Can computer models and algorithms based on crowd-sourced opinions accurately predict startup success and business growth? We look at the players trying to make it happen.
The odds of a tech startup surviving aren’t just bad. They’re terrible.
About 75 per cent of all startups backed by venture capitalists fail toeven return investors’ capital, according to research out of Harvardlast year. Even the most addicted casino gambler would say those oddsstink.
Yet Thomas Thurston says he can predict a startup’s chances of failure or survival with amazing accuracy.
“We have algorithms to predict if they’ll survive or fail. To date,we’re over 85 per cent accurate about whether (a startup) will be aliveor dead in seven to 10 years,” says Thurston, CEO of Growth ScienceInternational in Portland, Oregon.
It’s all in the algorithms. Big data is now being used to forecast thefuture of the tech world’s smallest but highest risk players -startups. Basically, researchers collect facts and figures aboutthousands of startups, gathering information on their technology,products, customers, founders, staff, revenue, clients, marketing,pricing, sales channels and more.
Then they use analytics to crunch the numbers. Certain patterns ofvariables and behaviour emerge: those associated with the failures and those associated with the survivors. Thurston says he canpredict a newer startup’s odds of surviving or going bust by comparingits data with benchmarks from the master database.
Although big data algorithms have been used to try to pick winners andlosers in the stock market, they’re a newer phenomenon in the startupworld. If, as Thurston says, his method is accurate 85 per cent of thetime, it handily trumps what he calls the traditional “gut-basedintuition” method, which he says is incorrect 70 to 80 per cent of thetime.
“People are using computers to predict (successful) startups, not theirintuition, and that’s the first time in human history. And it’sactually working about four times better than intuition. We have about41 different combinations (of variables) and we’ve got five or sixmodels. But that’s why computers are great,” says Thurston.
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The approach holds obvious appeal for investors. U.S. author andventure capitalist Josh Linkner estimates that only one in every 300startup pitches gets funded. Some VCs are looking at big datatechnology as a way to speed up that process and increase the odds ofbetting on a winner. According to a recent VentureBeat story, U.S. VCfirms developing or using some form of algorithm to make investmentdecisions include Palo Alto Venture Science, Correlation Ventures andOpenView Venture Partners. Surprisingly, the bulk of Thurston’s clientsaren’t typical investor types but Fortune 50 firms with $100 million ormore in annual revenue.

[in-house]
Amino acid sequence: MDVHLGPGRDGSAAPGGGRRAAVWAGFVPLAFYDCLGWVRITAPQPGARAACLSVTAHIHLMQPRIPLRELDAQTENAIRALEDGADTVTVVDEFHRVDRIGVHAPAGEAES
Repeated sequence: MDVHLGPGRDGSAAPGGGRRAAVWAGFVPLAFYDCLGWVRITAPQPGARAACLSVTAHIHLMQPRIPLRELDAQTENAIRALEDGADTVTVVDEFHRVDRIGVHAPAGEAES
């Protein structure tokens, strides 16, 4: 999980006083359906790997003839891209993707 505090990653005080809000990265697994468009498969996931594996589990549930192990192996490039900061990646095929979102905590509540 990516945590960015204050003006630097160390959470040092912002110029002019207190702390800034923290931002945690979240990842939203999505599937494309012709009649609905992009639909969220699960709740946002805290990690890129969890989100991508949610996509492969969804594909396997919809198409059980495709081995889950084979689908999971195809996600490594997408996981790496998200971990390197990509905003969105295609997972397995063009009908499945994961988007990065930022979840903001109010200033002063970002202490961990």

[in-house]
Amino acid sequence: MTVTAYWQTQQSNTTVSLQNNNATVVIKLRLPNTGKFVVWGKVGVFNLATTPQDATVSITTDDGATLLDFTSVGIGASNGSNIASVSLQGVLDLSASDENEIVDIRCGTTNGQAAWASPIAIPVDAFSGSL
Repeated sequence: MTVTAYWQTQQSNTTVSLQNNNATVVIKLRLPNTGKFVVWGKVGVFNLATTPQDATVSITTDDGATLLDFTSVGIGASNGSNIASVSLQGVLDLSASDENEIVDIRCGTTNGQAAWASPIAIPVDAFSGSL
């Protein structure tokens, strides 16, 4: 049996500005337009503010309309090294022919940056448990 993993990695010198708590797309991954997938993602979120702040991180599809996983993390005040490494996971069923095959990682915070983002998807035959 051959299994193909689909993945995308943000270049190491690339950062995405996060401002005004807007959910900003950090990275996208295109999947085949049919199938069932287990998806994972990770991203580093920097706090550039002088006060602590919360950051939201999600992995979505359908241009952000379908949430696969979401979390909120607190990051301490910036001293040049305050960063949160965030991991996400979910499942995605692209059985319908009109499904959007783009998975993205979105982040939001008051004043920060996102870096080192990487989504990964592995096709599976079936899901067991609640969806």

“Those companies are trying to grow and they’re interested in starting their own new businesses,” Thurston explains.
Can predictive analytics be used to help the startups make decisionstoo? Bjorn Lasse Herrmann thinks so. Not yet out of his 20s, theGerman-born wunderkind is now CEO of Startup Genome Compass. TheCalifornia firm has gathered stats on 50,000 startup players around theworld using more than 25 key performance benchmarks. Otherentrepreneurs can input their own data (for free) to see how they stackup against startups from Herrmann’s massive database. Herrmann’s goalis to help fellow entrepreneurs improve their chances at success. Buthe says the process can also provide a brutal reality check forambitious founders, as it did for the team at one startup.
“They said ‘We never realized how bad it actually was until after welooked at your findings.’ Within a few weeks they closed a few officesand restructured,” Herrmann recalls. “They realized, based on thecurrent metrics, they’re never going to get to success based on themoney they have in the bank. Now they have a much deeper runway and avery, very small team working on a more useful product.”
Toronto-based Cdling (pronounced “seedling”) Capital Services Inc. tries to predict a startup’s chances of success by asking the wider startup community to gauge those odds itself.